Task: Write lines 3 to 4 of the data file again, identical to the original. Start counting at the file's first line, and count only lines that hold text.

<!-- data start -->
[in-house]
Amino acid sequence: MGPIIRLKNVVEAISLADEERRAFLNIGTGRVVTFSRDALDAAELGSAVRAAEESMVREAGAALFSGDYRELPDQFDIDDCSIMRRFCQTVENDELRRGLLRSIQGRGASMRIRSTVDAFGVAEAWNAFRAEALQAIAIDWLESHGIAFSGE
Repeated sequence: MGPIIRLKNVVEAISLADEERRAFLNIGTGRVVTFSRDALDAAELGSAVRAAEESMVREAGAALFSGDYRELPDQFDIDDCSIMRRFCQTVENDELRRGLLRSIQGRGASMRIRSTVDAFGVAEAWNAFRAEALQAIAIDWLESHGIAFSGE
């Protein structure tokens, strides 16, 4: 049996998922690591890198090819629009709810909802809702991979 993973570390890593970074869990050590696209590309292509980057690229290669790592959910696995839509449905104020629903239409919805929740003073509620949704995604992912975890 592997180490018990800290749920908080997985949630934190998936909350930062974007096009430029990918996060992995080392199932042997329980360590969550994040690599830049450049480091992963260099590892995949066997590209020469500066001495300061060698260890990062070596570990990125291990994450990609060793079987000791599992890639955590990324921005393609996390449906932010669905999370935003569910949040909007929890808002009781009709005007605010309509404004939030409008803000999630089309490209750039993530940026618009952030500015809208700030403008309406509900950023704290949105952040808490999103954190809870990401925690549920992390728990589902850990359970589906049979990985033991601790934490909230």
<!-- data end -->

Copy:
Repeated sequence: MGPIIRLKNVVEAISLADEERRAFLNIGTGRVVTFSRDALDAAELGSAVRAAEESMVREAGAALFSGDYRELPDQFDIDDCSIMRRFCQTVENDELRRGLLRSIQGRGASMRIRSTVDAFGVAEAWNAFRAEALQAIAIDWLESHGIAFSGE
């Protein structure tokens, strides 16, 4: 049996998922690591890198090819629009709810909802809702991979 993973570390890593970074869990050590696209590309292509980057690229290669790592959910696995839509449905104020629903239409919805929740003073509620949704995604992912975890 592997180490018990800290749920908080997985949630934190998936909350930062974007096009430029990918996060992995080392199932042997329980360590969550994040690599830049450049480091992963260099590892995949066997590209020469500066001495300061060698260890990062070596570990990125291990994450990609060793079987000791599992890639955590990324921005393609996390449906932010669905999370935003569910949040909007929890808002009781009709005007605010309509404004939030409008803000999630089309490209750039993530940026618009952030500015809208700030403008309406509900950023704290949105952040808490999103954190809870990401925690549920992390728990589902850990359970589906049979990985033991601790934490909230």